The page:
| 3:22 am on Apr 9, 2009 (gmt 0)|
Why did you zero in on resellerratings.com? Is that a particularly respected review place? Does Google crawl that particularly often? What are other options? How does Google know to connect up the reviews with you? Just by having the same shop name?
| 5:08 am on Apr 9, 2009 (gmt 0)|
Looking around, ResellerRatings.com is accused of being a flakey 1- or 2-man operation running off of a rental server. There are accusations that ridiculously negative anonymous reviews with details having no connection with reality appear shortly after some businesses register their business, and the only way to get them reviewed and removed is to pony up a fee. Sort of a Ripoff Reports, Jr.
Their contact information is said to not work.
I don't know if all this is true, but I'd check it out with a test registration of a fake business before I risked my real business there.
On the whole Shopzilla seems to be the biggest, most stable, most corporate of the review sites.
| 9:50 pm on Apr 9, 2009 (gmt 0)|
I don't remember why I picked resellerratings, except that there was a free option, and Google uses them for the Google Products reviews. It takes Google about two to four days to get new reviews into the Products area.
Dentalfloss, I hadn't heard that story, but if it happens to me, you'll hear about it!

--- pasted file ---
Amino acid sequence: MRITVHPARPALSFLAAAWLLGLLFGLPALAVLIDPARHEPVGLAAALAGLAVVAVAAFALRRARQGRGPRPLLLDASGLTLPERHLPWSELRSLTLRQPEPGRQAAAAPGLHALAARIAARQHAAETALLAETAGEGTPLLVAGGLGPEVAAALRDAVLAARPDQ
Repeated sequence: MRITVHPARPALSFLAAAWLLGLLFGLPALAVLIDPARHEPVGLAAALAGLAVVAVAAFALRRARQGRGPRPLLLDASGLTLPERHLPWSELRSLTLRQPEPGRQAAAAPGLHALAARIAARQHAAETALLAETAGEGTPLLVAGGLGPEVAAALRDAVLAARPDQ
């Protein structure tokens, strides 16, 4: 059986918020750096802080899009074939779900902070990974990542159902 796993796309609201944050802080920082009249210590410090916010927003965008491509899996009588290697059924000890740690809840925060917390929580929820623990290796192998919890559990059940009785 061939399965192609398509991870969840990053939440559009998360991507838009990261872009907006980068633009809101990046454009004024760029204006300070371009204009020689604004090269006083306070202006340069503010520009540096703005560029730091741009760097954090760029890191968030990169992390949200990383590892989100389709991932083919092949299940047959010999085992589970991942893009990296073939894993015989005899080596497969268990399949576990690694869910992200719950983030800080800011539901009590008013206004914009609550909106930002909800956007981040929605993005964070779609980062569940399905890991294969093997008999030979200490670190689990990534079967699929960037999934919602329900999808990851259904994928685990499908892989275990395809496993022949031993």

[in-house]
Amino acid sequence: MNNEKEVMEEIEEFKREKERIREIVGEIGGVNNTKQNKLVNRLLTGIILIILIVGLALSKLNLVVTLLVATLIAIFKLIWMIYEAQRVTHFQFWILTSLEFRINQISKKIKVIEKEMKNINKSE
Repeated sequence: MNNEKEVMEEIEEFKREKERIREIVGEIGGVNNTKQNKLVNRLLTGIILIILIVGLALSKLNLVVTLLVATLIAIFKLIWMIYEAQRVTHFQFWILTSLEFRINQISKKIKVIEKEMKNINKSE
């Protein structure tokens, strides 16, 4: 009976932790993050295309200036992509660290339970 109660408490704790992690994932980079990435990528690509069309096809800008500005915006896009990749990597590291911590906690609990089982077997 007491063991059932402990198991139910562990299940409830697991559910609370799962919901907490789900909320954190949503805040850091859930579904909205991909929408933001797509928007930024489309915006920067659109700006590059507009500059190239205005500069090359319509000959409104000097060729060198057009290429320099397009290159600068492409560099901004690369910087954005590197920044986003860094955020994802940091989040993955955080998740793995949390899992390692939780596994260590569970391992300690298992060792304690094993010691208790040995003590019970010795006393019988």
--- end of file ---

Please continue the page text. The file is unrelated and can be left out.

| 2:05 am on Apr 10, 2009 (gmt 0)|
dentalfloss, I've had some pretty nasty and false accusations posted about my shop on resellerratings.com -- they don't do much to prove the buyer is even a legitimate customer of the site they're reviewing, although they claim to.
You can register your company on there, but all you get out of that is an email notification each time a review is posted. You can't retort or prove the accusations to be false (if they are). ... UNLESS you pay their monthly fee of $20+ /mo.
They won't even show you the order number the buyer provided unless you pay!
Not a chance I'd pay that to a website that doesn't give the seller the benefit of the doubt!
(If they won't do proper error checking for EVERY review, or even just the negative ones.... and not just those that sellers make a stink about.. they shouldn't be asking for premiums IMO.)
These review sites are the "ebay feedback" of online shopping. It's a great place to wipe a company's name through the mud if they don't kiss the buyer's butt for mistakes and oversights the buyer's made.
Kind of like the BBB.
I'm rather tired of it, so I'm trying to fight back by urging my customers to review my store, see here: [webmasterworld.com...]
A store with 100% positive feedback looks like a fake.
A store with mostly positive and some negative, looks more legit. You can't please everybody!
| 5:46 am on Apr 10, 2009 (gmt 0)|
> These review sites are the "ebay feedback" of online shopping.
Anonymous feedback on eBay has been banned for many years now. Only buyer & seller can leave one feedback for each other.